Ellen Wills, NP

Advanced Practice Provider

Brittany Mezquita, APRN, FNP-C

Advanced Practice Provider

Tracie Abel, NP

Advanced Practice Provider

Lauren Albertine, NP

Advanced Practice Provider

Allen Ardestani, MD, PhD

Neuroradiologist

Anita Arnold, MD, FACP

Oncological Internist

Katherine Arnold, PA-C

Advanced Practice Provider

Sheila Ayers, NP

Advanced Practice Provider

Matthew Ballo, MD, FACR

Radiation Oncologist

Adrian Banks, NP

Advanced Practice Provider

Ramakrishna Battini, MD

Hematologist/Medical Oncologist

Scott Baum, MD

Radiologist

Sonia Benn, MD

Hematologist/Medical Oncologist

Michael Berry, MD

Breast Surgeon, Margaret West Comprehensive Breast Center

Stephen A. Besh, MD

Hematologist/Medical Oncologist

Angela Brady, NP

Advanced Practice Provider

Anna Brown, NP

Advanced Practice Provider

Jason Chandler, MD

Hematologist/Medical Oncologist

Brandi Crowe, PA

Advanced Practice Provider

Kendra Dean, NP

Advanced Practice Provider

Rachel Doerr, NP

Advanced Practice Provider

Nilesh Dubal, MD

Radiation Oncologist

Ashley Dowdy, PA-C

Advanced Practice Provider, Margaret West Comprehensive Breast Center

Nichole Edwards, NP

Advanced Practice Provider

Adam C. ElNaggar, MD

Gynecologic Oncologist

Michael Farmer, MD

Radiation Oncologist

Moon J. Fenton, MD, PhD

Hematologist/Medical Oncologist

Richard E. Fine, MD, FACS

Breast Surgeon, Margaret West Comprehensive Breast Center

Phyllis Fiveash, NP

Advanced Practice Provider, Regional Oncologist

Roneferiti Fowler, PhD

Clinical Psychologist

Monica Fukala, NP

Advanced Practice Provider

Axel Grothey, MD

Hematologist/Medical Oncologist

Heather Greene, MSN, FNP, AOCNP

Advanced Practice Provider

LaTonya Hardy, NP

Advanced Practice Provider

Kristen Hayes, NP

Advanced Practice Provider, High Risk Breast, Margaret West Comprehensive Breast Center

Dani Herron, NP

Advanced Practice Provider

Emily Hoffman, NP

Advanced Practice Provider

Holger Gieschen, MD

Radiation Oncologist

Melanie Jenkins, NP

Advanced Practice Provider

W. Clay Jackson, MD, DipTh

Palliative Care Physician

Robert A. Johnson, MD, FACP

Hematologist/Medical Oncologist

Bethany Kelley, NP

Advanced Practice Provider

William A. Lankford, MD

Radiologist

Michael Levinson, MD

Gastroenterologist

Lindsay Lipe, MS, CGC

Genetic Counselor

Aimee Martin, MS, CGC

Genetic Counselor

Michael G. Martin, MD

Hematologist/Medical Oncologist

Carrie McKiernon, NP

Advanced Practice Provider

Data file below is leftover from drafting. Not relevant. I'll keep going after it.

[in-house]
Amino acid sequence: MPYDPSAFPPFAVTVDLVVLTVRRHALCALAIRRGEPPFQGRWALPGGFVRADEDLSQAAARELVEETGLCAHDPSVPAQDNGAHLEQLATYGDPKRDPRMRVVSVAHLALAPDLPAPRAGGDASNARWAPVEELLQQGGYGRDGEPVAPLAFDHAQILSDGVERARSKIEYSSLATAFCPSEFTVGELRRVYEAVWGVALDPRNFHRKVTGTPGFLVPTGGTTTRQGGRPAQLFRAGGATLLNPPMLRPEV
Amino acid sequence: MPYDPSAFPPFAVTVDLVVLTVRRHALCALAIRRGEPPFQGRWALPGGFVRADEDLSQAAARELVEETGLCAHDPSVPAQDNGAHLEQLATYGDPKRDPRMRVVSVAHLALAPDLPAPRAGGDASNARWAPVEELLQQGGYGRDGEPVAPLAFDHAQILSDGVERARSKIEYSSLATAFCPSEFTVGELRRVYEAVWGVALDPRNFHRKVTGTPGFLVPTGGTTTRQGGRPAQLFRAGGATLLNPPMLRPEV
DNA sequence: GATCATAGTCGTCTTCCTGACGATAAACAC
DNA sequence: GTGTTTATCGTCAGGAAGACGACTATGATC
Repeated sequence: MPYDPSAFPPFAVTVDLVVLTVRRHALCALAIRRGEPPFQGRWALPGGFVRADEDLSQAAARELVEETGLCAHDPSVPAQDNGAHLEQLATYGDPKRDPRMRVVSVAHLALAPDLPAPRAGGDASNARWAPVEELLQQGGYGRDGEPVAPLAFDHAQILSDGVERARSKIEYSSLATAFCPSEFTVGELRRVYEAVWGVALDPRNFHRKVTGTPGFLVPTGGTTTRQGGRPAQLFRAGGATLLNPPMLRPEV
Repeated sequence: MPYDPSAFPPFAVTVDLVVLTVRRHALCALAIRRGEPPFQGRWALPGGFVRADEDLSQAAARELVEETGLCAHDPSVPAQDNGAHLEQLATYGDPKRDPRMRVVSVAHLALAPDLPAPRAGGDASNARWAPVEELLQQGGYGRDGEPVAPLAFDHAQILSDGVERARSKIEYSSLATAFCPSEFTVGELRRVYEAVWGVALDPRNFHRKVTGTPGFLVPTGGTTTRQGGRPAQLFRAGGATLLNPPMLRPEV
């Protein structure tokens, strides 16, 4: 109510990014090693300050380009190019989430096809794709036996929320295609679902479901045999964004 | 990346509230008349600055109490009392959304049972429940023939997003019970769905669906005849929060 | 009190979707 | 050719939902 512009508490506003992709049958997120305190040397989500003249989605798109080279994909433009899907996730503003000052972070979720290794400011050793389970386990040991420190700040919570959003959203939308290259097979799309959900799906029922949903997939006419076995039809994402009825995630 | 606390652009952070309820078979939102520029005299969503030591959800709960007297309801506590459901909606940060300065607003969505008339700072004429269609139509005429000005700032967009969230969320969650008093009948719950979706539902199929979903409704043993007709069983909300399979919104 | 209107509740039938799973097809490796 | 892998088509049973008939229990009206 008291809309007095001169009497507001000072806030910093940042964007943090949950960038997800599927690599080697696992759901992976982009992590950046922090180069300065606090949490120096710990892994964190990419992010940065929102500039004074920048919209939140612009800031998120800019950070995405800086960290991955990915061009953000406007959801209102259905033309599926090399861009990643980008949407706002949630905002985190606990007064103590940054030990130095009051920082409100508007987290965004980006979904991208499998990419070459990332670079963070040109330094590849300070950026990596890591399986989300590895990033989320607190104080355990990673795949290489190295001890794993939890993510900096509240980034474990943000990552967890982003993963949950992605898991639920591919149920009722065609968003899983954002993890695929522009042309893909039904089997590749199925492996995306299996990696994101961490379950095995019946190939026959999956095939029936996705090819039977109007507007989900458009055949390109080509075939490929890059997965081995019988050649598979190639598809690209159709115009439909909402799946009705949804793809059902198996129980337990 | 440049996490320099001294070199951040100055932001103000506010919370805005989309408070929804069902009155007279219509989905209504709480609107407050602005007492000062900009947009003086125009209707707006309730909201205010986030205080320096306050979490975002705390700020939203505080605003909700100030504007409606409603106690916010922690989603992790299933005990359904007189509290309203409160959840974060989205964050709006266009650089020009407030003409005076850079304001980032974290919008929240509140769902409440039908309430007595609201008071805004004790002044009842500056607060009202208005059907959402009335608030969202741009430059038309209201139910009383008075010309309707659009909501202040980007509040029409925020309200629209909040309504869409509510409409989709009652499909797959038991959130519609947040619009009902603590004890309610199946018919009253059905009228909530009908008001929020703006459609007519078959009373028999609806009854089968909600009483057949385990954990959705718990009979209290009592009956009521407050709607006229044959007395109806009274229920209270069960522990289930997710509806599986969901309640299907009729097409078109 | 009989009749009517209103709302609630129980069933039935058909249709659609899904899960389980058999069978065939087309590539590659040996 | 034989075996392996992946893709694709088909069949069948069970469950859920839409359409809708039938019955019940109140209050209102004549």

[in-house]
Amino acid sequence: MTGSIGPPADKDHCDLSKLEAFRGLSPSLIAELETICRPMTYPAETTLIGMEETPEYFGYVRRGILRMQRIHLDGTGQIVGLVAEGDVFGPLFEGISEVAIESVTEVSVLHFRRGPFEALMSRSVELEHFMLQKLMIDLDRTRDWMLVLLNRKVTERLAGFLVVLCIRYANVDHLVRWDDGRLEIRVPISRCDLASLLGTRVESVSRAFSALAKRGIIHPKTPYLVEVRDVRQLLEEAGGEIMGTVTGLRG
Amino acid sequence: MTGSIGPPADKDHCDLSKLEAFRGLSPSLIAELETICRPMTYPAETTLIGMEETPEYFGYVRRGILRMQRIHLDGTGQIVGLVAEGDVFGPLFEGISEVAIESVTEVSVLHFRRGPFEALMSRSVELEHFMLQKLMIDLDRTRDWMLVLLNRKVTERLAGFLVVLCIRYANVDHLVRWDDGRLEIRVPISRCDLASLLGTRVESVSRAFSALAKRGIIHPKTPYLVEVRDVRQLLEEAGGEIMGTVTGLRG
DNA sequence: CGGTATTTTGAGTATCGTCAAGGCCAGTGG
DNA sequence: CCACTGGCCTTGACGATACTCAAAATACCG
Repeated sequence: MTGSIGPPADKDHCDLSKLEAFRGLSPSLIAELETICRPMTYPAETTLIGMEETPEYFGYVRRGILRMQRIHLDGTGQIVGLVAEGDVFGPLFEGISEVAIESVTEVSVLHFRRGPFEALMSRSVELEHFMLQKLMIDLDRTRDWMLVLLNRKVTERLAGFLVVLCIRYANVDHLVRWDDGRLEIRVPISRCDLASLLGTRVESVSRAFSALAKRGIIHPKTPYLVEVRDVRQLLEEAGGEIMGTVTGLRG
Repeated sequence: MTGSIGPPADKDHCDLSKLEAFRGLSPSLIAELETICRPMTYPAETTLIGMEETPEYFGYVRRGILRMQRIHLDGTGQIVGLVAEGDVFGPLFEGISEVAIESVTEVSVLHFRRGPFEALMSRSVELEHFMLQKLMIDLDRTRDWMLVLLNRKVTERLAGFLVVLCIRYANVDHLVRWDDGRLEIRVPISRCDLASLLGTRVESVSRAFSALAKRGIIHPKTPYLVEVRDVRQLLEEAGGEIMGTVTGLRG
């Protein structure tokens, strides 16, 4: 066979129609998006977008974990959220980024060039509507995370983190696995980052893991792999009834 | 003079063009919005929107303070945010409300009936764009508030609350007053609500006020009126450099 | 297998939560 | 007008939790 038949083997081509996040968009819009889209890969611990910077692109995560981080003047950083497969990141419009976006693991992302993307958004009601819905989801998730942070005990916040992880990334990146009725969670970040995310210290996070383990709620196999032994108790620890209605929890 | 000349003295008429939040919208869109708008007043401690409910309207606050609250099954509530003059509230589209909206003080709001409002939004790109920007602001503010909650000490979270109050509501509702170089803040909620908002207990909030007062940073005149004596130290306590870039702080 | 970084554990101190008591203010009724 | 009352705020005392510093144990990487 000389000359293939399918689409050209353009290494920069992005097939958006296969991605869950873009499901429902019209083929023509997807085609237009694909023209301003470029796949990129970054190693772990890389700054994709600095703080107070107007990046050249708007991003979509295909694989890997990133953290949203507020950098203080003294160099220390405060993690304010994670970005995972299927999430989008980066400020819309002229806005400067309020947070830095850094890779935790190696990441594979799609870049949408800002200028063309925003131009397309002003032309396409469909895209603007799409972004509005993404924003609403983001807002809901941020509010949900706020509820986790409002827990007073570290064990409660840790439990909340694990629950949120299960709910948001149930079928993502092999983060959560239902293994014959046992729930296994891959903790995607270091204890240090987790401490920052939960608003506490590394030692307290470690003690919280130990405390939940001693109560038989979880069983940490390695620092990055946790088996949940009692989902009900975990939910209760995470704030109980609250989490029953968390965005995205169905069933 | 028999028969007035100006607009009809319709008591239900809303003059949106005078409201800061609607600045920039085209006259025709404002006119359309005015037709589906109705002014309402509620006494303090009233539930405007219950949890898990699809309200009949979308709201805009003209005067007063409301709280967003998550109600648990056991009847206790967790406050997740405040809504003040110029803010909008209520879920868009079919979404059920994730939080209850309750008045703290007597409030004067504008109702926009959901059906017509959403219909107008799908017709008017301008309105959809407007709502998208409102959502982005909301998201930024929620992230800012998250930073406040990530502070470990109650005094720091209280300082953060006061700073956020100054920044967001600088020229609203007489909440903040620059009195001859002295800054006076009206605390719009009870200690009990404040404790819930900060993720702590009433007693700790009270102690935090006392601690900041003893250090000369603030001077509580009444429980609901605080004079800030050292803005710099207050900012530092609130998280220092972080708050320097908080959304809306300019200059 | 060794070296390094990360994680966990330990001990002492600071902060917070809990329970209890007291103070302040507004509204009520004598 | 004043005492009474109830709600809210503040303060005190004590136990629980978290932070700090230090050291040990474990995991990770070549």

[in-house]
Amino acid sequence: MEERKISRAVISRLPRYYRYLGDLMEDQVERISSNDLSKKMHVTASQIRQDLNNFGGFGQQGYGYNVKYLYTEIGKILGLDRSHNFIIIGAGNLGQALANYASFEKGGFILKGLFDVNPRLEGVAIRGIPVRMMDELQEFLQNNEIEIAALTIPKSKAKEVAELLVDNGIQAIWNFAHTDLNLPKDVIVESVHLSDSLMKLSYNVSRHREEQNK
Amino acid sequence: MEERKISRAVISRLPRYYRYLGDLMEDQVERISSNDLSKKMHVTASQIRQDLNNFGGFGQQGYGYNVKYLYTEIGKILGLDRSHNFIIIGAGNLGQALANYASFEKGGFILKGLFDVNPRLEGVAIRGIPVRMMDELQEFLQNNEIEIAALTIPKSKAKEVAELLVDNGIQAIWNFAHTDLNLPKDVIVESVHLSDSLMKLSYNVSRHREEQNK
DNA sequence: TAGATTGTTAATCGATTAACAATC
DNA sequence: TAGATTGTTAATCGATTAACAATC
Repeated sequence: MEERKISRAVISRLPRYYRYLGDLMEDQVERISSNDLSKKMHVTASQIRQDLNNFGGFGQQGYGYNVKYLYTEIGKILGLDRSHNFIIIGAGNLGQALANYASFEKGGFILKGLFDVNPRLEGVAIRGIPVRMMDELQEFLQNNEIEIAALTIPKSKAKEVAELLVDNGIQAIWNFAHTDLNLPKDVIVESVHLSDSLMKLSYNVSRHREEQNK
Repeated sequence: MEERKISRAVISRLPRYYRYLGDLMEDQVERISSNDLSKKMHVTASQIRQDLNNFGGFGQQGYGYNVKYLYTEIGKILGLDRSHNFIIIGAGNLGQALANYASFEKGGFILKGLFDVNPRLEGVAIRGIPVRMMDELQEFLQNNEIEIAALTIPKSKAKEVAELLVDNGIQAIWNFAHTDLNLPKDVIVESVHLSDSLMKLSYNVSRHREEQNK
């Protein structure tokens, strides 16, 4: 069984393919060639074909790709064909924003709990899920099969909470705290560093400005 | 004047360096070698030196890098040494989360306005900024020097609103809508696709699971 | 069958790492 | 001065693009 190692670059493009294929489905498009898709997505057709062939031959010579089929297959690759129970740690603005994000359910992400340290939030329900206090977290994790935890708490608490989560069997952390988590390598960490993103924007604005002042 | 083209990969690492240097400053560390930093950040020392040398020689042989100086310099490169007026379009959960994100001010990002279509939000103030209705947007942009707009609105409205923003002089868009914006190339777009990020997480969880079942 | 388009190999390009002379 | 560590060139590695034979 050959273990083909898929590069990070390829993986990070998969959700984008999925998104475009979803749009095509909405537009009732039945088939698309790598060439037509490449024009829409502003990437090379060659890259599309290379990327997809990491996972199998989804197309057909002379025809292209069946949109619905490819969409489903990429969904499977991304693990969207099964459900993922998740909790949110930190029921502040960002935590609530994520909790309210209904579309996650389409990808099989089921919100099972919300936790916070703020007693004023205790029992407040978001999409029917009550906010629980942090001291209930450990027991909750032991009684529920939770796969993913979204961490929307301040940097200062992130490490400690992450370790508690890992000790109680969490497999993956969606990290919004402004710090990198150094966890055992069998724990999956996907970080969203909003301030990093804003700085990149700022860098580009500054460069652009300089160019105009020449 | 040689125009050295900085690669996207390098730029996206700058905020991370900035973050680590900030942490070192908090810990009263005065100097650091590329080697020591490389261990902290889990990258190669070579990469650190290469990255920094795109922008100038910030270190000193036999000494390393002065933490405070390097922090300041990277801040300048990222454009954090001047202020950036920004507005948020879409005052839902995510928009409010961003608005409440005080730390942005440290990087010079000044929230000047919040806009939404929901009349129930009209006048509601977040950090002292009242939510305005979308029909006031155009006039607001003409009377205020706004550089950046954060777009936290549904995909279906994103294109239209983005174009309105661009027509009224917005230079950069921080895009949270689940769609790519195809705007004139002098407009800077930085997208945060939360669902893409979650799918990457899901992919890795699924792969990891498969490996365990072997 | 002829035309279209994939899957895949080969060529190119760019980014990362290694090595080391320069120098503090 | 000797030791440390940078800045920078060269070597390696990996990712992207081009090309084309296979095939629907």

Micah Monaghan, MD

Radiation Oncologist

S. Sameer Nasir, MD

Hematologist/Medical Oncologist

Suhail Obaji, MD

Hematologist/Medical Oncologist

Roy M. Oswaks, MD

Breast Surgeon, Margaret West Comprehensive Breast Center

Arnel M. Pallera, MD

Hematologist/Medical Oncologist

Manjari Pandey, MD

Hematologist/Medical Oncologist

Chandni Patel, NP

Advanced Practice Provider

Katie Parker, NP

Palliative Care

Janice Pazar, PhD

Clinical Psychologist

Mary Nell Phillips, NP

Advanced Practice Provider

David C. Portnoy, MD, FACP

Hematologist/Medical Oncologist

Daniel K. Powell, MD

Lisa Rader, NP

Advanced Practice Provider

Arun R. Rao, MD

Hematologist/Medical Oncologist

Thomas Ratliff, MD

Hematologist/Medical Oncologist

Jarvis D. Reed, MD

Hematologist/Medical Oncologist

Mark Reed, MD, FACOG

Gynecologic Oncologist

Sylvia S. Richey, MD

Hematologist/Medical Oncologist

Lillian Rinker, MD

Radiation Oncologist

David B. Robins, MD

Pathologist

Lee Schwartzberg, MD, FACP

Hematologist/Medical Oncologist

Angela Scott, NP

Advanced Practice Provider

Loretta Shamley, NP

Advanced Practice Provider

Courtney Shires, MD

Head and Neck Surgical Oncologist

Linda Smiley, MD, FACOG

Gynecologic Oncologist

Bradley G. Somer, MD

Hematologist/Medical Oncologist

Anna Smith, NP

Advanced Practice Provider

Todd F. Stockstill, MD

Radiation Oncologist

Kurt W. Tauer, MD, FACP

Hematologist/Medical Oncologist

G. Gary Tian, MD, PhD, FACP

Hematologist/Medical Oncologist

Lan Tran, PA

Advanced Practice Provider

Todd Tillmanns, MD, FACOG

Gynecologic Oncologist

Ruby Turner, NP

Advanced Practice Provider

Patricia Turner, MD

Breast Radiologist, Margaret West Comprehensive Breast Center, Radiologist

Ari VanderWalde, MD, MPH, MBioeth

Hematologist/Medical Oncologist

Daniel Vaena, MD

Hematologist/Medical Oncologist

Noam VanderWalde, MD, MS

Radiation Oncologist

Katie Vaughn Wells, NP

Advanced Practice Provider

Carmel Verrier, MD, PhD

Hematologist/Medical Oncologist

Gregory Vidal, MD, PhD

Hematologist/Medical Oncologist

Kandice Walker, NP

Advanced Practice Provider

A. Earle Weeks, MD

Hematologist/Medical Oncologist

Alva B. Weir, III, MD, FACP

Hematologist/Medical Oncologist

Eric Wiedower, DO

Hematologist/Medical Oncologist

Benton M. Wheeler, MD, FACP

Hematologist/Medical Oncologist

Elizabeth Wheeler Ott, PA

Advanced Practice Provider